Competitive prejudice and latent ambiguity
In a bid protest filed by SunGard Data Systems, Inc. (B-410025, Oct. 10, 2014), the Government Accountability Office (GAO) addressed whether latent ambiguity in a work statement can prejudice a bidder.
The work statement required offerors to provide software that included “the current release of IBM z/OS.” The parties did not dispute that version 2.1 was the then-latest release of IBM z/OS. However, the agency asserted (and apparently no relevant party disputed) that versions 1.12, 1.13, and 2.1 of IBM’s z/OS were currently available from and maintained by IBM. Significantly, both offerors in question proposed to perform the contract using version 1.13 of the operating system.
The protester alleged, among other things, that the solicitation provided the “Contractor shall provide the current release of IBM z/OS with the following features . . . .” The protester argued that the current release should be interpreted to mean the latest release: version 2.1. The agency argued that it interpreted this language to mean any of the then-current releases: versions 1.12, 1.13, and 2.1.
The GAO summarized the protester’s position as a challenge of the terms of the solicitation—alleging a latent ambiguity. But the GAO held that the protester had not established that it was prejudiced by the agency’s interpretation of the solicitation’s requirement because it offered the same version as the awardee. “Because the record fails to establish that [the protester] interpreted the solicitation provisions as it now claims was required (i.e. as requiring the most current (2.1) version) [the protester] has failed to establish that it suffered any prejudice associated with the latent ambiguity it now alleges.”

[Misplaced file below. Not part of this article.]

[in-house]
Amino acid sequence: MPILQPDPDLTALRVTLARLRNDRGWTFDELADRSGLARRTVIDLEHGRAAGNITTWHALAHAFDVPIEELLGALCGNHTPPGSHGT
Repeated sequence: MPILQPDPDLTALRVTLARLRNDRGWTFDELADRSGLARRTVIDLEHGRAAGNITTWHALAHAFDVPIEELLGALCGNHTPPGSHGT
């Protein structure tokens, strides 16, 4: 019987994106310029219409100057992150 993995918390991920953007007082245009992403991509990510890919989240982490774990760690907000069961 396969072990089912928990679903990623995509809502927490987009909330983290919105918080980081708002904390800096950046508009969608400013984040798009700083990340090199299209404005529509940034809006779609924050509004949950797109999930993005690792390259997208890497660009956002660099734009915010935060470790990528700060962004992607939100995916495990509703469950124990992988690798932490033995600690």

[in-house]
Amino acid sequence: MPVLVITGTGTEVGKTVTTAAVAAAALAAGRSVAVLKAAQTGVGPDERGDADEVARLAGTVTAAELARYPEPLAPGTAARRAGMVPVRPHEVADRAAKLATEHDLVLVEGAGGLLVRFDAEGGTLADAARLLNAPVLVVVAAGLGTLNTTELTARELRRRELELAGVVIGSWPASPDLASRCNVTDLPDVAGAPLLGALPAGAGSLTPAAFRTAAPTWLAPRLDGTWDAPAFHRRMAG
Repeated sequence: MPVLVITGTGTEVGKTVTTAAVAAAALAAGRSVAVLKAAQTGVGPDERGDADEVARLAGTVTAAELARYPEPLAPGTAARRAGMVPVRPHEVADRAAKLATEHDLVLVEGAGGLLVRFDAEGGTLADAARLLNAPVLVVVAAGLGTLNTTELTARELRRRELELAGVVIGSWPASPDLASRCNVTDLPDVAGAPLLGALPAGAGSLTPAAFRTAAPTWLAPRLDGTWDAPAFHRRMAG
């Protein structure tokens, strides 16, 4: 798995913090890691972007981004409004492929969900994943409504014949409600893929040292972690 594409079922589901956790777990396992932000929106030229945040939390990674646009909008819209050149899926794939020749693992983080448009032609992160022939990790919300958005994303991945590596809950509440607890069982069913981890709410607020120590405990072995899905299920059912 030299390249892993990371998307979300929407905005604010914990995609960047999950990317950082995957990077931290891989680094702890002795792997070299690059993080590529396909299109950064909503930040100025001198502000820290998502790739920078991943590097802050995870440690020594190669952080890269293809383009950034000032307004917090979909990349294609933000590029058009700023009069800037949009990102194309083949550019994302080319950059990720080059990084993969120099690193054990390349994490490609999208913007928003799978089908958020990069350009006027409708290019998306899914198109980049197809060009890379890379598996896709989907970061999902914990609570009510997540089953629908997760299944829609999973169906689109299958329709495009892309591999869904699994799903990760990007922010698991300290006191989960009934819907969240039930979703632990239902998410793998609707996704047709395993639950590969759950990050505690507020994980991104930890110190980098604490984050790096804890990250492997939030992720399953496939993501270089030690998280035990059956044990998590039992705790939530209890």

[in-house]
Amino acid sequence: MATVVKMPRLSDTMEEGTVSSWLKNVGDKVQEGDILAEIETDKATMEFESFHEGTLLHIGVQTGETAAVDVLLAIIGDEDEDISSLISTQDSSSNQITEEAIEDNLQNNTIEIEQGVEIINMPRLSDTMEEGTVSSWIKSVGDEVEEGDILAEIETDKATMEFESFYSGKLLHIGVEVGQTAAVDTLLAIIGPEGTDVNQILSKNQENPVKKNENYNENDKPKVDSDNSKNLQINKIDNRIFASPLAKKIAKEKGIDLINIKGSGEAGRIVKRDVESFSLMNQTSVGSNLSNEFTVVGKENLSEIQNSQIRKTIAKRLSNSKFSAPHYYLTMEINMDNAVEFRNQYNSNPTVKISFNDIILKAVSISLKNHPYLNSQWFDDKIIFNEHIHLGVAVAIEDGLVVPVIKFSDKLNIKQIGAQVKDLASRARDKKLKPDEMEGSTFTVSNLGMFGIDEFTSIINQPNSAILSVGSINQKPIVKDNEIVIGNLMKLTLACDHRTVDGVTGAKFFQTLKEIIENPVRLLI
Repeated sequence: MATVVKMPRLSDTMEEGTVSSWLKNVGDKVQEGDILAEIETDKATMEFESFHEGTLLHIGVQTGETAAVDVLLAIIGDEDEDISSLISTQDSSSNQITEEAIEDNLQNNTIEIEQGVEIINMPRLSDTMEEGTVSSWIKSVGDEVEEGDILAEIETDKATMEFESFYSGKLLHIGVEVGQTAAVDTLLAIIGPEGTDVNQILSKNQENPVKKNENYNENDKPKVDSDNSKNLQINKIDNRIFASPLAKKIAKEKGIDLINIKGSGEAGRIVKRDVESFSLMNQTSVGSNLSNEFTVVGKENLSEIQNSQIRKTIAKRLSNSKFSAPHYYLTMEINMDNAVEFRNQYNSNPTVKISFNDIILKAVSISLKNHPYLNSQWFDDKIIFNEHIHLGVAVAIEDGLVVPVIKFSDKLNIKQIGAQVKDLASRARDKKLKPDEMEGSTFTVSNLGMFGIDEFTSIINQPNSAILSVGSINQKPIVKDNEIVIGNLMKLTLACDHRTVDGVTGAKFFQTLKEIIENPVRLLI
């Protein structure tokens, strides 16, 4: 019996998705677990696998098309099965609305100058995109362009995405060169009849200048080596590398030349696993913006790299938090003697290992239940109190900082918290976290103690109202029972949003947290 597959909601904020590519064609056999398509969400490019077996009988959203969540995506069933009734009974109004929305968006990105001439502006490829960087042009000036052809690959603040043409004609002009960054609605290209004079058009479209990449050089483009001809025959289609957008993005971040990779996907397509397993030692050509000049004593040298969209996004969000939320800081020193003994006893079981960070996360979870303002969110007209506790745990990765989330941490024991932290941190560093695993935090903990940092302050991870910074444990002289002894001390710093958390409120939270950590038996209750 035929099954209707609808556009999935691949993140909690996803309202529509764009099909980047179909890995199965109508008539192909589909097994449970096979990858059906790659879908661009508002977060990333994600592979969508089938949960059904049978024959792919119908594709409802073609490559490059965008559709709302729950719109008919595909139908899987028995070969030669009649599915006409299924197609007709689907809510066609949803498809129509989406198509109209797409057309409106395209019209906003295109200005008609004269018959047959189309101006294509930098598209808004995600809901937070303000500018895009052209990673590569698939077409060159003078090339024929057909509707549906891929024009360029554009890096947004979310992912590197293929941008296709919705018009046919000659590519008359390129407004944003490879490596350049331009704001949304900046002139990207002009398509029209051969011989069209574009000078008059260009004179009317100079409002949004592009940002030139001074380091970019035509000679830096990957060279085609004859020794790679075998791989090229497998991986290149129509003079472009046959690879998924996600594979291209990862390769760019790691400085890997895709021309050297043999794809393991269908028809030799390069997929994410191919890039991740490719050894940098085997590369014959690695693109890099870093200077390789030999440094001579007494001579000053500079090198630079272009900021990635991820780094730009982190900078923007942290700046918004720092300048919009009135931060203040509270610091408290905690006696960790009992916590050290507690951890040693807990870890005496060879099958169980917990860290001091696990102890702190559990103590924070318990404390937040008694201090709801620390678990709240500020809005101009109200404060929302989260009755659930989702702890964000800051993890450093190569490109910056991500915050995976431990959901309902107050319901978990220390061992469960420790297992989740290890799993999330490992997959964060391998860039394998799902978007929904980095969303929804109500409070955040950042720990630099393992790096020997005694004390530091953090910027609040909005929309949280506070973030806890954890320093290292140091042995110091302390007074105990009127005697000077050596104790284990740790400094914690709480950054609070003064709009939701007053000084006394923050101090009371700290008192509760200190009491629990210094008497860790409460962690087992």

Message for incumbents
The solicitation in question contemplated an award on a best-value basis taking into account the following evaluation factors (in order of descending order of importance): technical capability, experience and past performance, and price. The most important factor, technical capability, consisted of four subfactors (again in descending order of importance): technical approach, transition approach, management approach, and key personnel.
The agency assigned an acceptable rating to the protester under the transition-approach evaluation subfactor. Specifically, the agency concluded that “[a]s for the transition approach, while the offeror is the incumbent and generally would not need a robust transition plan, the offeror did not address any of the criteria requested in the solicitation. Also, this solicitation has significantly reduced and simplified requirements from the current mainframe services contract, but the offeror did not address how they would incorporate these changes as they transition onto the new contract.”
The protester asserted that because it was the incumbent to the contract, it did not need a transition plan, and it was therefore unreasonable for the agency to conclude that the protester had only a “minimal understanding” of the requirements. Because the protester’s proposal did not demonstrate its understanding or provide details of its transition approach, but simply stated that it need not propose a transition plan because it was the incumbent, the GAO concluded that the agency reasonably rated the protester’s transition approach as acceptable, rather than assessing it some higher rating.
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